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Augsburg Fairview Academy students hear real life stories from  Minnesota Adult and Teen Challenge participants

LUCY PREYSZ
Teens shared their stories with other students during a Know the Truth presentation at Augsburg Fairview Academy. Left to right: Anthony, Troy and Casey. We hope that if you are ever faced with a situation where drugs are involved that you remember our stories,” said Anthony.

by Lucy Preysz

Two years ago, Anthony was 40 pounds lighter and had overdosed three times in one month.

“I couldn’t stop getting high,” he explained. “By the time I was in eighth grade I had used every prescription pill I could get my hands on. I was addicted to painkillers and took pain medication every day of eighth-grade.”

Anthony was one of three presenters who shared their stories with students at Augsburg Fairview Academy on March 13, 2019 as part of Know the Truth™, the substance-use prevention program of Minnesota Adult and Teen Challenge. Using a peer-to-peer format, presenters close in age to the students share their personal stories and struggles with substance use, stripping away any glamour or myths and providing students with the facts.

“We don’t tell you what to do; our experiences speak for themselves,” Anthony said.

Sadie Holland, the prevention education manager for Know the Truth, added, “Having presenters close in age to the students really helps them connect. It’s not unusual to have presenters speaking at their old high schools just a year or two after graduating.”

In many cases, the Know the Truth presentations are included in health classes, embedded into the drug and alcohol unit. Since 2006, the program has hosted more than 12,000 presentations and connected with more than 400,000 students. Last year alone, presenters spoke in more than 160 high schools and middle schools.

With no question off-limits, the presenters, Troy, Casey, and Anthony, spoke genuinely about their experiences and highlighted resources for additional support, including reaching out to @knowthetruthmn on Twitter, and through the text hotline at 612-440-3967.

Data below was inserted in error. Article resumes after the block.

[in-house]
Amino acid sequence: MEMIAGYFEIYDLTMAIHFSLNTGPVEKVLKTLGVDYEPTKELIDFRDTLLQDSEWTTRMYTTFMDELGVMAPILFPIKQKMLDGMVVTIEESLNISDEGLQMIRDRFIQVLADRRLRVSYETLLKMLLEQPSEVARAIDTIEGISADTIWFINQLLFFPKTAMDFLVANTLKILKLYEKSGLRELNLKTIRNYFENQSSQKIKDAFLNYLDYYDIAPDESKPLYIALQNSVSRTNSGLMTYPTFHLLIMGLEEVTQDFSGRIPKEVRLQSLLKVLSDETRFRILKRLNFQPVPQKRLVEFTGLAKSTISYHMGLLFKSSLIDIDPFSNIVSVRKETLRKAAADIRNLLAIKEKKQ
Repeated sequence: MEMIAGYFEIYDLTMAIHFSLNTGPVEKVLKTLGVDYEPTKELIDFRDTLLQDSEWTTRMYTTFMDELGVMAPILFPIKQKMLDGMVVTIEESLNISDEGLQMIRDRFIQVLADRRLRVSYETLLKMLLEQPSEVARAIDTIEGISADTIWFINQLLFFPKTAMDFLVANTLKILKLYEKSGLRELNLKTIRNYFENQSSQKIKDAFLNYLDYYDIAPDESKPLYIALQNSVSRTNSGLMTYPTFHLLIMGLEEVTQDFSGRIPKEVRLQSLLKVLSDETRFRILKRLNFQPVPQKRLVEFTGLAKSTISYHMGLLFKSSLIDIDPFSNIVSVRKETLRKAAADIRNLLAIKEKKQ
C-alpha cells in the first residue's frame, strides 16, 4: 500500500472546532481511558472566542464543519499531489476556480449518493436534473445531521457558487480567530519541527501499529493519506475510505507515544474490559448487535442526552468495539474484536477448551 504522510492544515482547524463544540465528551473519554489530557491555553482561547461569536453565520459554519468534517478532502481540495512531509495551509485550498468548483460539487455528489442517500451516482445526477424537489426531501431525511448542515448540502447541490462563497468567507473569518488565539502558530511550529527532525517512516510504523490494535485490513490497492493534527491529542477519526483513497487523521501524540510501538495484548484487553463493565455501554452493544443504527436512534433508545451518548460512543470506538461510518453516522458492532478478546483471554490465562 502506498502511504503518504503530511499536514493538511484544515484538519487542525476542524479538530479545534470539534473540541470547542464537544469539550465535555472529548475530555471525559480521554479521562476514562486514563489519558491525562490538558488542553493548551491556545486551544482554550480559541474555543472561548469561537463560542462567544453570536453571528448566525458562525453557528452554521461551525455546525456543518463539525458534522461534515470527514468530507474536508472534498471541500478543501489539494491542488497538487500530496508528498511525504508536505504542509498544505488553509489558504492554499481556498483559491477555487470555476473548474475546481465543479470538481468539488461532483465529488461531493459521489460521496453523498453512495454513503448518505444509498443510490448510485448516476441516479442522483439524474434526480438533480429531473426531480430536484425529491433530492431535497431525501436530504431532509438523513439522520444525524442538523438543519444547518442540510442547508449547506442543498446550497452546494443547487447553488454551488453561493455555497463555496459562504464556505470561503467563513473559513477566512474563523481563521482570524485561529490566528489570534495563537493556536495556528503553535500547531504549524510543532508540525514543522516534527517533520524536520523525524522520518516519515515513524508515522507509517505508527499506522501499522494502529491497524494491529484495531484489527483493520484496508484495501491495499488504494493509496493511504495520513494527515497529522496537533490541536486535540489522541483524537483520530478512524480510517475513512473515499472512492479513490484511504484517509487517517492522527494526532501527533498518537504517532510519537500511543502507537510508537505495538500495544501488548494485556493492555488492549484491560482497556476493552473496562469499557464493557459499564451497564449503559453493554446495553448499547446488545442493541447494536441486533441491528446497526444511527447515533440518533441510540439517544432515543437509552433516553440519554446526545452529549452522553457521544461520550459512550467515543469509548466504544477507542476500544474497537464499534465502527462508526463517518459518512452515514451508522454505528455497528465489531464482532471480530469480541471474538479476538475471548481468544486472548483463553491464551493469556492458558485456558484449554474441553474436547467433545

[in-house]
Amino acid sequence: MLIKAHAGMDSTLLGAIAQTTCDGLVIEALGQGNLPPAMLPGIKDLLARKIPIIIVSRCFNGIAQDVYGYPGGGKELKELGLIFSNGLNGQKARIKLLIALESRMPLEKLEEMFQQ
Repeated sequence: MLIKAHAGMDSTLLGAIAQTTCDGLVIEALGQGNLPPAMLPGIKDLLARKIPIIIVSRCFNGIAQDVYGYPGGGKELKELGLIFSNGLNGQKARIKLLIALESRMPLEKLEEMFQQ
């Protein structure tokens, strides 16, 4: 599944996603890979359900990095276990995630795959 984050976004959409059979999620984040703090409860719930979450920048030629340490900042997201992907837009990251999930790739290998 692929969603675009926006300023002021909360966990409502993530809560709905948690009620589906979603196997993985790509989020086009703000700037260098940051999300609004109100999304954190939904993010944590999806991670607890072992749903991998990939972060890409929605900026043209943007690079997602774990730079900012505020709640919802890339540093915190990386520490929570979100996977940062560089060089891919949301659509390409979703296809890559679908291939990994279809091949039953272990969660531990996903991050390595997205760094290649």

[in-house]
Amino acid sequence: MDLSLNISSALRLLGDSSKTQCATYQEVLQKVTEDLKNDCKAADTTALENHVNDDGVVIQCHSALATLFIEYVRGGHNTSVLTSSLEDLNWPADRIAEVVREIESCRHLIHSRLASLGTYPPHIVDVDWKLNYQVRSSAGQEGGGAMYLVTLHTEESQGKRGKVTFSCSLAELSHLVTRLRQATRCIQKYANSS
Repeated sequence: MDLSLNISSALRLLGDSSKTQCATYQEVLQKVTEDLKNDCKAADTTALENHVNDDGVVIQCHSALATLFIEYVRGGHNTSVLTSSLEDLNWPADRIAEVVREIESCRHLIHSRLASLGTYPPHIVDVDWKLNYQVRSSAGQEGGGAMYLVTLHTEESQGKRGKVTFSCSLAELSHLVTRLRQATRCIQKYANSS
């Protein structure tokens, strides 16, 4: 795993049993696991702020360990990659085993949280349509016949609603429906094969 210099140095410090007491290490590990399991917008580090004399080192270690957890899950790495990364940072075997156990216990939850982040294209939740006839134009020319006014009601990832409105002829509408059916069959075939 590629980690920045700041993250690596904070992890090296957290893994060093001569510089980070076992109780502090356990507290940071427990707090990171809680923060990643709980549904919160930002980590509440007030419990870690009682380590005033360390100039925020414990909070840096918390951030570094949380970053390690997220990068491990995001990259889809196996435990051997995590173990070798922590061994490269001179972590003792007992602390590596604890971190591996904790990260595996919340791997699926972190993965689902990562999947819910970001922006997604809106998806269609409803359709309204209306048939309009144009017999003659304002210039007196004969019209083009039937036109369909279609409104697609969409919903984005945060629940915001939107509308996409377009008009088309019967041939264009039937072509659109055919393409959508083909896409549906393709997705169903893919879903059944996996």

Troy started drinking in middle school to disassociate from his homelife. By ninth grade, he was smoking marijuana every day, and that was the year that he failed his first class. Smoking eventually developed into using LSD, mushrooms, Xanax, DMT and MDMA. Then, when he tore his ACL in high school, he began using oxycodone that was prescribed to him for pain management. He overdosed twice. 

While still in high school, Troy was arrested for being involved in a drug deal, but, through the recovery program at Minnesota Adult and Teen Challenge, he learned his self-worth, explaining to students, “You are way too valuable to waste your days getting wasted.” 

Similarly to Troy, Casey began using marijuana in middle school to cope with the death of two of her friends. By high school, she had turned to drinking alcohol and using other substances, including meth and heroin. 

“When I woke up in the hospital after my first overdose, my mom told me I had the choice to go into treatment, otherwise she couldn’t watch me do this to myself anymore,” said Casey.

She chose heroin over treatment.

“All that mattered at that point was making sure heroin was my top priority,” Casey explained.

After her overdose, she spent almost two years moving between homeless shelters before she eventually came through the doors of Minnesota Adult and Teen Challenge where, for the first time in her life, she wanted to make a change.

“After stepping into the Minnesota Adult and Teen Challenge recovery program, I saw people were changing their lives, and I really wanted that.” 

The Know the Truth Program has proven as life-changing for the presenters as it can be for the students. Presenters often view the program as a way to give back and help ensure that people can learn from their journeys. Students meanwhile, find the program to be an effective deterrent for substance use. The numbers speak for themselves.

At the end of 2018, an outside research evaluator from the University of Minnesota validated the success of Know the Truth. This study showed that nearly one in four students who experienced the Know the Truth program reported an overall increase in healthy attitudes toward substance use and the risks associated with it, compared to only one in 12 who participated in only the standard health curriculum.

Like Troy and Casey, the final straw for Anthony came at a young age when he was in jail again for trying to return a stolen vacuum. His mom told him she wouldn’t bail him out unless he went to treatment. 

At the end of the presentation, Anthony shared a final take away: “Life is stressful. Life’s not gonna change, but when you use a substance to escape from it, it doesn’t actually solve those problems for you, it just pushes them away. We hope that if you are ever faced with a situation where drugs are involved that you remember our stories.”

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